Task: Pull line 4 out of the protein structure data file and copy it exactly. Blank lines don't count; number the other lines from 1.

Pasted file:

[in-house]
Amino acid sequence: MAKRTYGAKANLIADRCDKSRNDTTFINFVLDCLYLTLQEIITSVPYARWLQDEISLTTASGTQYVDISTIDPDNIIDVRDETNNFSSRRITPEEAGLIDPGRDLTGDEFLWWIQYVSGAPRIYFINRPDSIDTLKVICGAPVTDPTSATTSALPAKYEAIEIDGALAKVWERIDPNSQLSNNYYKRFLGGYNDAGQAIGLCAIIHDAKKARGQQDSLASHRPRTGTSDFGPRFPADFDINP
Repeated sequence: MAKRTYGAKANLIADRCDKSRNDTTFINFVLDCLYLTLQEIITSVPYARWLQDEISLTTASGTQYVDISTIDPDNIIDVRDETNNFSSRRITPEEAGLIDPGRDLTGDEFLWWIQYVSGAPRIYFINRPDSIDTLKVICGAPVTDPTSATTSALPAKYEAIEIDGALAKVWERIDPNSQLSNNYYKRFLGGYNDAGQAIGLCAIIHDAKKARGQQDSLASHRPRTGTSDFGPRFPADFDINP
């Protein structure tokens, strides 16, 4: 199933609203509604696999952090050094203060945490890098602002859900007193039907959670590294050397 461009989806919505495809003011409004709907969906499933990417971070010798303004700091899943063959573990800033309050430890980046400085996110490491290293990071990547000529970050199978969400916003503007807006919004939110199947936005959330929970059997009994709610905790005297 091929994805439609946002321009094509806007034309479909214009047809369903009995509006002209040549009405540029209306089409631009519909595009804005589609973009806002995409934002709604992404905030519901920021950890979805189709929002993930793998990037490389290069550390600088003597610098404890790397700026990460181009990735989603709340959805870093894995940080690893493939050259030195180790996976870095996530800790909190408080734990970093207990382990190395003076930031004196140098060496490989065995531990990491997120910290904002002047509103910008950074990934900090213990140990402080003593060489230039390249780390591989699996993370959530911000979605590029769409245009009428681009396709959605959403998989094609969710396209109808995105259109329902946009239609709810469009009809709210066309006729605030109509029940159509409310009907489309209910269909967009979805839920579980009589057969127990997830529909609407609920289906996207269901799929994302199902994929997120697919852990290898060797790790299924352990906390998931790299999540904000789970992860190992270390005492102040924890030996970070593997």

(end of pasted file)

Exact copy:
């Protein structure tokens, strides 16, 4: 199933609203509604696999952090050094203060945490890098602002859900007193039907959670590294050397 461009989806919505495809003011409004709907969906499933990417971070010798303004700091899943063959573990800033309050430890980046400085996110490491290293990071990547000529970050199978969400916003503007807006919004939110199947936005959330929970059997009994709610905790005297 091929994805439609946002321009094509806007034309479909214009047809369903009995509006002209040549009405540029209306089409631009519909595009804005589609973009806002995409934002709604992404905030519901920021950890979805189709929002993930793998990037490389290069550390600088003597610098404890790397700026990460181009990735989603709340959805870093894995940080690893493939050259030195180790996976870095996530800790909190408080734990970093207990382990190395003076930031004196140098060496490989065995531990990491997120910290904002002047509103910008950074990934900090213990140990402080003593060489230039390249780390591989699996993370959530911000979605590029769409245009009428681009396709959605959403998989094609969710396209109808995105259109329902946009239609709810469009009809709210066309006729605030109509029940159509409310009907489309209910269909967009979805839920579980009589057969127990997830529909609407609920289906996207269901799929994302199902994929997120697919852990290898060797790790299924352990906390998931790299999540904000789970992860190992270390005492102040924890030996970070593997």